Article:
Tunisian Institutional Reform organized a training session on Human Rights and Law Enforcement in collaboration with the Institute for War and Peace Reporting in Tunisia. Sixteen participants from civil society, academia, and the security agents sector attended the training. The goal of the training was to build the participants’ knowledge about security sector reform and improve the relationship between civil society and the security sector.
During this training the participants discussed the theoretical framework of human rights and international law, and its application in law enforcement. In order to increase the understanding of the relationship between citizens and security officers, the participants examined the police’s role under both democratic and autocratic governments. They also discussed how they can effectively contribute to development of the security sector through simple and practical steps. As noted by the training facilitator, Ms Mariem Meddeb, security is an integral part of the lives of the citizens, and Tunisians should contribute to reforming the security system.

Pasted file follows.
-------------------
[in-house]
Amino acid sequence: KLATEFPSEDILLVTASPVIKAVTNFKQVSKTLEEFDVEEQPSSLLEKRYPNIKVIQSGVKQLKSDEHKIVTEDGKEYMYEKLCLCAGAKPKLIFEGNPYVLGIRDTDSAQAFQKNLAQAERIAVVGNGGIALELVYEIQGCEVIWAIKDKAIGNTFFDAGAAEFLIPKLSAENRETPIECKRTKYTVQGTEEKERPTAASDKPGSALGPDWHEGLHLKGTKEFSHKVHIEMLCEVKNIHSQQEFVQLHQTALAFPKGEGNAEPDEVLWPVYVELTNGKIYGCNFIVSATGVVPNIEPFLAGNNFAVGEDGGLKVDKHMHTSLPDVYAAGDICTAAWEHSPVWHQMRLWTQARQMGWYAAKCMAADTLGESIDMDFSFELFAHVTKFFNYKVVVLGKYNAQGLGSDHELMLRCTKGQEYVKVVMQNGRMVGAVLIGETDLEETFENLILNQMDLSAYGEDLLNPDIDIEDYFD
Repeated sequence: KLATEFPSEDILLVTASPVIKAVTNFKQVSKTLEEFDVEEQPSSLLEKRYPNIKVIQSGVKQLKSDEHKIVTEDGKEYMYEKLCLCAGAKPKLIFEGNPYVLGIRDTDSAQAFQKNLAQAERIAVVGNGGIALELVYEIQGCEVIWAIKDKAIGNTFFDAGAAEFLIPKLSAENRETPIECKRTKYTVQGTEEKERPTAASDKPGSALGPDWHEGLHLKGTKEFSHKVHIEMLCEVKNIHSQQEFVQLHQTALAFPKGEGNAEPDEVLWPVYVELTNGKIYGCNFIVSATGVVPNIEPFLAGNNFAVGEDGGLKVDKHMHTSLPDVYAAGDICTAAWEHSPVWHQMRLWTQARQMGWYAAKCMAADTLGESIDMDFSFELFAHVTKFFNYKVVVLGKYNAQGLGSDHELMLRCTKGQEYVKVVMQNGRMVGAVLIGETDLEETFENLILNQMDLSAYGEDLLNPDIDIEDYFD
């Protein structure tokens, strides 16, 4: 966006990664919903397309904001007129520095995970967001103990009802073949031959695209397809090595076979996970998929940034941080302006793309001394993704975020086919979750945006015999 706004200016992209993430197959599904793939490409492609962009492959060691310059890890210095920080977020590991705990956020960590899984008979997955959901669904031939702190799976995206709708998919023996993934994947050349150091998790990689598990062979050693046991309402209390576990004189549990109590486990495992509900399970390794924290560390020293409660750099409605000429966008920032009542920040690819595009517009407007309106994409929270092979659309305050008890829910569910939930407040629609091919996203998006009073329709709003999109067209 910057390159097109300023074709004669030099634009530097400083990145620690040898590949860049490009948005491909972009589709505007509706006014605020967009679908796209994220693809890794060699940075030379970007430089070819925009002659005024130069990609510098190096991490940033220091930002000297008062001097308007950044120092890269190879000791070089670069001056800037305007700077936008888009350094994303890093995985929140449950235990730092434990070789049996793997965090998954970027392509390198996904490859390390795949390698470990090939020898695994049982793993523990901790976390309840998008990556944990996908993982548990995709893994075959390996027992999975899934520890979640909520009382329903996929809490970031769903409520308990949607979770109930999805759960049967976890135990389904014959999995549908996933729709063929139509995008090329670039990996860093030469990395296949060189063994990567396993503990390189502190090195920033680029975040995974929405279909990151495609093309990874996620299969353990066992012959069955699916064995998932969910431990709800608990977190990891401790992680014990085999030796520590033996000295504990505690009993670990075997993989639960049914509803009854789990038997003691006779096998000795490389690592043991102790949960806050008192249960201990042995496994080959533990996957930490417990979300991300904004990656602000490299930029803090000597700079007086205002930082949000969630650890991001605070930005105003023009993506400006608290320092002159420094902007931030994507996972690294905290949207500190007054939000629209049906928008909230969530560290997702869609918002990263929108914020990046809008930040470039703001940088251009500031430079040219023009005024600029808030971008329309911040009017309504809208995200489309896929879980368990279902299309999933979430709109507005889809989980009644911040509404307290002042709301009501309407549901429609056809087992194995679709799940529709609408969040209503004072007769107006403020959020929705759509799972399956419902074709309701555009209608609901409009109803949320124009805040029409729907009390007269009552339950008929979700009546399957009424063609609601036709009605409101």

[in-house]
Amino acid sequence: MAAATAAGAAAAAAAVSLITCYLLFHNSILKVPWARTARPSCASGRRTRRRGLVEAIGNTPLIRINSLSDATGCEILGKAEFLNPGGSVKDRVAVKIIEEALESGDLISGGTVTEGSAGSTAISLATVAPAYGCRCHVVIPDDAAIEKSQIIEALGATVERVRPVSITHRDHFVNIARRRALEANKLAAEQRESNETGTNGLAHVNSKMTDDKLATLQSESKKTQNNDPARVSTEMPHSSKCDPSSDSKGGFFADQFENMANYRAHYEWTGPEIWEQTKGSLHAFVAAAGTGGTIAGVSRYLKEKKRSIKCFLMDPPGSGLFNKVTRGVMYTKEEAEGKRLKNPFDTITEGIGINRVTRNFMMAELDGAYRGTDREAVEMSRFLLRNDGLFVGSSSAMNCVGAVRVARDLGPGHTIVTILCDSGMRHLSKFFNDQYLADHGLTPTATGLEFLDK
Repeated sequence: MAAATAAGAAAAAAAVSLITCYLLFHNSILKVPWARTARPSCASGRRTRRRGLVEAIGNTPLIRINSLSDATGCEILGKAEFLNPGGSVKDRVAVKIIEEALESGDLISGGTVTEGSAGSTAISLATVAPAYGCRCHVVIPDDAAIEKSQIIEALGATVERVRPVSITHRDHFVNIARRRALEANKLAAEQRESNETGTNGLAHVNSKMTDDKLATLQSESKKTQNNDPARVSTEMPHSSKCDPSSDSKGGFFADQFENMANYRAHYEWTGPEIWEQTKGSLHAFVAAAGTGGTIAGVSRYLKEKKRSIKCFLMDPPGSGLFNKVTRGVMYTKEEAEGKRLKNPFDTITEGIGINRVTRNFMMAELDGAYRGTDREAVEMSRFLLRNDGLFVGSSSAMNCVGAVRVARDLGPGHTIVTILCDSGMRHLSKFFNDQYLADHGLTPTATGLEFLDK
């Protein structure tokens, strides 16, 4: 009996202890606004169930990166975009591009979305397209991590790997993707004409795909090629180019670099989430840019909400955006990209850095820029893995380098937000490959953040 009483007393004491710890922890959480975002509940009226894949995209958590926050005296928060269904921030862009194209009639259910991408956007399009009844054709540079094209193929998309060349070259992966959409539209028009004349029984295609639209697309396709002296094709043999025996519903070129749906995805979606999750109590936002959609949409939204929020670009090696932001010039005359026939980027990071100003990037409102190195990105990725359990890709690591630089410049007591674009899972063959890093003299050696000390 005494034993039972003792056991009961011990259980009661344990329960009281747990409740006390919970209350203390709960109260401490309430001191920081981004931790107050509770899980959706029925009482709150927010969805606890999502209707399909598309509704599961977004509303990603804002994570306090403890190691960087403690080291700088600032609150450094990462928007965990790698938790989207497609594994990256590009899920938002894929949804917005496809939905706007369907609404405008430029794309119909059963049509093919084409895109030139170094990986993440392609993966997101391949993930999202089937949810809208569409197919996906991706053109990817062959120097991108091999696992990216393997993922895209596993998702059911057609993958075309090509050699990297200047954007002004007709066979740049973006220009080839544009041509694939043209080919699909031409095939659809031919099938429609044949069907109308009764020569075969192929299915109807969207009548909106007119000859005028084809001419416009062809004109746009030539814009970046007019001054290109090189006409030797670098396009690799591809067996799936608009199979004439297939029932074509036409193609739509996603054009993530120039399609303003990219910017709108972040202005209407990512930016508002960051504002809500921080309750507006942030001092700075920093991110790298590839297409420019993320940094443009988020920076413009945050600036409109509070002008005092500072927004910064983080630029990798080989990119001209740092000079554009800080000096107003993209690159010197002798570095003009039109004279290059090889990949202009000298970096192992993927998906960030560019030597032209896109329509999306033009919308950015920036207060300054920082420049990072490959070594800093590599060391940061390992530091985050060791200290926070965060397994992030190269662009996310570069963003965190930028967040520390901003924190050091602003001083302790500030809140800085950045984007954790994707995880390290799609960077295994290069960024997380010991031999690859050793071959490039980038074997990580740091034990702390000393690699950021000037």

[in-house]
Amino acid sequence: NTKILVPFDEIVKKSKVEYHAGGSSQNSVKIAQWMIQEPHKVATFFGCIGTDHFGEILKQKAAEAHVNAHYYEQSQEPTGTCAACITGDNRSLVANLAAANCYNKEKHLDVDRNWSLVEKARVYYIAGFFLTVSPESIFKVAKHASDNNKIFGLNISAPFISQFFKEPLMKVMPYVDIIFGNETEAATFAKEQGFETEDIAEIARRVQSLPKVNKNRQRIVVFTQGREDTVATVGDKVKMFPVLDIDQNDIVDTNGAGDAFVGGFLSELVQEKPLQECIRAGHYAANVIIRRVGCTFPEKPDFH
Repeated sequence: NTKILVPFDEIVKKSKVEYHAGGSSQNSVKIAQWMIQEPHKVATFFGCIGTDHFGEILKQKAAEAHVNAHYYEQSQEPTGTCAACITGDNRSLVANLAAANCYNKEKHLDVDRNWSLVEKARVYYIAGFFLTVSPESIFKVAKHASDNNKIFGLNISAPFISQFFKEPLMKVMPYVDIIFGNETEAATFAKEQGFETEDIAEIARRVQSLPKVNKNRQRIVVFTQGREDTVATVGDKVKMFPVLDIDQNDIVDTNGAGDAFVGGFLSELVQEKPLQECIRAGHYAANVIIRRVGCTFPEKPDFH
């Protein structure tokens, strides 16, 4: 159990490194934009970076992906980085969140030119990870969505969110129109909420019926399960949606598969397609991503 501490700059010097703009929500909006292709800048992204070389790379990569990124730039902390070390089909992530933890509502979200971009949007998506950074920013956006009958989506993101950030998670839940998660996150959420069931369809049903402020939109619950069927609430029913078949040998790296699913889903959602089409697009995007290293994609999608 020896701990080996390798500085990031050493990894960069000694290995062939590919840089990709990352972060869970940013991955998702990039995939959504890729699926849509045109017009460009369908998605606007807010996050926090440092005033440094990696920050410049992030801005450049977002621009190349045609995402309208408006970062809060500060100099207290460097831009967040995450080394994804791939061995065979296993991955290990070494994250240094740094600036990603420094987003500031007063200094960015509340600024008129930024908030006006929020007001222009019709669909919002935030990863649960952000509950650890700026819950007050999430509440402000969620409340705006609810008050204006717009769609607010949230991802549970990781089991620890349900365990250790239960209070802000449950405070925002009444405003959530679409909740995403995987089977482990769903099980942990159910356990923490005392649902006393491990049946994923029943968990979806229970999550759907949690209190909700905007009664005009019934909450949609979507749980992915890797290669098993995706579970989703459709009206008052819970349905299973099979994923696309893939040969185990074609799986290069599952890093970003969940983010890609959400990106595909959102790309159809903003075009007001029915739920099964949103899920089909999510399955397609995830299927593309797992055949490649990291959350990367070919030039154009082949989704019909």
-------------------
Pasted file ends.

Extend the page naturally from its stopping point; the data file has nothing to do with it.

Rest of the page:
During the training the participants learned about the three main areas of reform: structural reform, legislative reform, and reform of educational institutions for the security sector, and learned to identify the different stages of democratic transition.
During this training the participants learned to apply human rights concepts and standards and how to effectively promote security sector reform as citizens and civil society.